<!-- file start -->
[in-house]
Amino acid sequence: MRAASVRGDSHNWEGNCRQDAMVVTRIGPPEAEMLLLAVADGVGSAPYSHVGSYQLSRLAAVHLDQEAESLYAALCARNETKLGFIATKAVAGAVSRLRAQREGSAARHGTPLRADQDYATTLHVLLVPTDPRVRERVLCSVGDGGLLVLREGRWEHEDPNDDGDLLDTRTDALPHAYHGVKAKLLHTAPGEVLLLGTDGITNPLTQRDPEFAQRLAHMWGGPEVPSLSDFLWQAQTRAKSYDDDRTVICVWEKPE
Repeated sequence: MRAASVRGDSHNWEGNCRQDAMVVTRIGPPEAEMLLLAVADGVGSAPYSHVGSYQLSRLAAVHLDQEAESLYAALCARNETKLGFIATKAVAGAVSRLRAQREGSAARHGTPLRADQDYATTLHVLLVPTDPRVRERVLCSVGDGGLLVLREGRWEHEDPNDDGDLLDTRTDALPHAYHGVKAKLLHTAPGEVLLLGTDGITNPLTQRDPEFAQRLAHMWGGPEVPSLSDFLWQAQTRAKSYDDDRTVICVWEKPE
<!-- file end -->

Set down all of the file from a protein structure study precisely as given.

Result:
[in-house]
Amino acid sequence: MRAASVRGDSHNWEGNCRQDAMVVTRIGPPEAEMLLLAVADGVGSAPYSHVGSYQLSRLAAVHLDQEAESLYAALCARNETKLGFIATKAVAGAVSRLRAQREGSAARHGTPLRADQDYATTLHVLLVPTDPRVRERVLCSVGDGGLLVLREGRWEHEDPNDDGDLLDTRTDALPHAYHGVKAKLLHTAPGEVLLLGTDGITNPLTQRDPEFAQRLAHMWGGPEVPSLSDFLWQAQTRAKSYDDDRTVICVWEKPE
Repeated sequence: MRAASVRGDSHNWEGNCRQDAMVVTRIGPPEAEMLLLAVADGVGSAPYSHVGSYQLSRLAAVHLDQEAESLYAALCARNETKLGFIATKAVAGAVSRLRAQREGSAARHGTPLRADQDYATTLHVLLVPTDPRVRERVLCSVGDGGLLVLREGRWEHEDPNDDGDLLDTRTDALPHAYHGVKAKLLHTAPGEVLLLGTDGITNPLTQRDPEFAQRLAHMWGGPEVPSLSDFLWQAQTRAKSYDDDRTVICVWEKPE